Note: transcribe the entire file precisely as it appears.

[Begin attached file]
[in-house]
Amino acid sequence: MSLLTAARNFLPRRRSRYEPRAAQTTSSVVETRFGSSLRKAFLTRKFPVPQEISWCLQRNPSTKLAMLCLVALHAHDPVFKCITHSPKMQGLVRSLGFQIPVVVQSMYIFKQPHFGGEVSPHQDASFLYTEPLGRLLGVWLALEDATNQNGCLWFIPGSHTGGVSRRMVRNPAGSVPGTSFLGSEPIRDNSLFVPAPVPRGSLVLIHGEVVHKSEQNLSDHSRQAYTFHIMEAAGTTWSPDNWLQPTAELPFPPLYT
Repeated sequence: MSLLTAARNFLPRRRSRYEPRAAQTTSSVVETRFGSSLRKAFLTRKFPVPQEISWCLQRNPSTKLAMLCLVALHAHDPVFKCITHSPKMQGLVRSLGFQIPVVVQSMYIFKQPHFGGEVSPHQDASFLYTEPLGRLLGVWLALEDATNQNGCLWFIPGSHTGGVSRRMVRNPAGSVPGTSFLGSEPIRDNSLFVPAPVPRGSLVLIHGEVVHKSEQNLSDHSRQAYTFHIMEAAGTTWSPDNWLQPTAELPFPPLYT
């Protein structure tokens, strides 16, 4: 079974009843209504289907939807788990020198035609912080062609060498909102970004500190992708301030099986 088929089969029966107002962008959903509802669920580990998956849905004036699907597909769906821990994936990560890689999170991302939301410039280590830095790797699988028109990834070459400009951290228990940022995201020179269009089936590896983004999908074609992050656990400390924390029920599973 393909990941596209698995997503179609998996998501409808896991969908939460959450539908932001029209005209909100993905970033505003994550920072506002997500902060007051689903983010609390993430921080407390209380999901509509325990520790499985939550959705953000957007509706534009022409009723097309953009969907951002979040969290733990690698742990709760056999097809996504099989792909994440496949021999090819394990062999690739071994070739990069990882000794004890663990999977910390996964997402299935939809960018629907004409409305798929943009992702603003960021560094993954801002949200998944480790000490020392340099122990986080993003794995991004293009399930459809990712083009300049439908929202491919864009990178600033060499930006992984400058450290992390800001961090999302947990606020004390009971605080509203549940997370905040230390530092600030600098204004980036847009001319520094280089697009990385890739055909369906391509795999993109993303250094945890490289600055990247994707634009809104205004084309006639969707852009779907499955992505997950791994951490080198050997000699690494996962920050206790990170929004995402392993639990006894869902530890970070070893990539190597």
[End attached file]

[in-house]
Amino acid sequence: MSLLTAARNFLPRRRSRYEPRAAQTTSSVVETRFGSSLRKAFLTRKFPVPQEISWCLQRNPSTKLAMLCLVALHAHDPVFKCITHSPKMQGLVRSLGFQIPVVVQSMYIFKQPHFGGEVSPHQDASFLYTEPLGRLLGVWLALEDATNQNGCLWFIPGSHTGGVSRRMVRNPAGSVPGTSFLGSEPIRDNSLFVPAPVPRGSLVLIHGEVVHKSEQNLSDHSRQAYTFHIMEAAGTTWSPDNWLQPTAELPFPPLYT
Repeated sequence: MSLLTAARNFLPRRRSRYEPRAAQTTSSVVETRFGSSLRKAFLTRKFPVPQEISWCLQRNPSTKLAMLCLVALHAHDPVFKCITHSPKMQGLVRSLGFQIPVVVQSMYIFKQPHFGGEVSPHQDASFLYTEPLGRLLGVWLALEDATNQNGCLWFIPGSHTGGVSRRMVRNPAGSVPGTSFLGSEPIRDNSLFVPAPVPRGSLVLIHGEVVHKSEQNLSDHSRQAYTFHIMEAAGTTWSPDNWLQPTAELPFPPLYT
């Protein structure tokens, strides 16, 4: 079974009843209504289907939807788990020198035609912080062609060498909102970004500190992708301030099986 088929089969029966107002962008959903509802669920580990998956849905004036699907597909769906821990994936990560890689999170991302939301410039280590830095790797699988028109990834070459400009951290228990940022995201020179269009089936590896983004999908074609992050656990400390924390029920599973 393909990941596209698995997503179609998996998501409808896991969908939460959450539908932001029209005209909100993905970033505003994550920072506002997500902060007051689903983010609390993430921080407390209380999901509509325990520790499985939550959705953000957007509706534009022409009723097309953009969907951002979040969290733990690698742990709760056999097809996504099989792909994440496949021999090819394990062999690739071994070739990069990882000794004890663990999977910390996964997402299935939809960018629907004409409305798929943009992702603003960021560094993954801002949200998944480790000490020392340099122990986080993003794995991004293009399930459809990712083009300049439908929202491919864009990178600033060499930006992984400058450290992390800001961090999302947990606020004390009971605080509203549940997370905040230390530092600030600098204004980036847009001319520094280089697009990385890739055909369906391509795999993109993303250094945890490289600055990247994707634009809104205004084309006639969707852009779907499955992505997950791994951490080198050997000699690494996962920050206790990170929004995402392993639990006894869902530890970070070893990539190597």